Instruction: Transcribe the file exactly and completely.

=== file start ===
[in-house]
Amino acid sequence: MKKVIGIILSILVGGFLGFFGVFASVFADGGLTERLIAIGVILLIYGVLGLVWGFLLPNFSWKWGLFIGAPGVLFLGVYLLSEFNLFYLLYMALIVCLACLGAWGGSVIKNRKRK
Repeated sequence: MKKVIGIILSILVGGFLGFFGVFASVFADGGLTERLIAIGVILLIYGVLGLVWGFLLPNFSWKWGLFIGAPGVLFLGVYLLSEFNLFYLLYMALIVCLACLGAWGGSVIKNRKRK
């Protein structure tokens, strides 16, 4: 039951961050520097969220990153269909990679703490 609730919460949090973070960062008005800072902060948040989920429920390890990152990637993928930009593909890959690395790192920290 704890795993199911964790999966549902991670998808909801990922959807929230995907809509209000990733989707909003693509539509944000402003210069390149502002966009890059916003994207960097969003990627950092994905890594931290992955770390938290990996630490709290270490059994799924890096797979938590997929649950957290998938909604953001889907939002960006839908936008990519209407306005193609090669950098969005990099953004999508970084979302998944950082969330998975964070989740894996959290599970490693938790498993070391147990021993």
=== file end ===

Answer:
[in-house]
Amino acid sequence: MKKVIGIILSILVGGFLGFFGVFASVFADGGLTERLIAIGVILLIYGVLGLVWGFLLPNFSWKWGLFIGAPGVLFLGVYLLSEFNLFYLLYMALIVCLACLGAWGGSVIKNRKRK
Repeated sequence: MKKVIGIILSILVGGFLGFFGVFASVFADGGLTERLIAIGVILLIYGVLGLVWGFLLPNFSWKWGLFIGAPGVLFLGVYLLSEFNLFYLLYMALIVCLACLGAWGGSVIKNRKRK
């Protein structure tokens, strides 16, 4: 039951961050520097969220990153269909990679703490 609730919460949090973070960062008005800072902060948040989920429920390890990152990637993928930009593909890959690395790192920290 704890795993199911964790999966549902991670998808909801990922959807929230995907809509209000990733989707909003693509539509944000402003210069390149502002966009890059916003994207960097969003990627950092994905890594931290992955770390938290990996630490709290270490059994799924890096797979938590997929649950957290998938909604953001889907939002960006839908936008990519209407306005193609090669950098969005990099953004999508970084979302998944950082969330998975964070989740894996959290599970490693938790498993070391147990021993």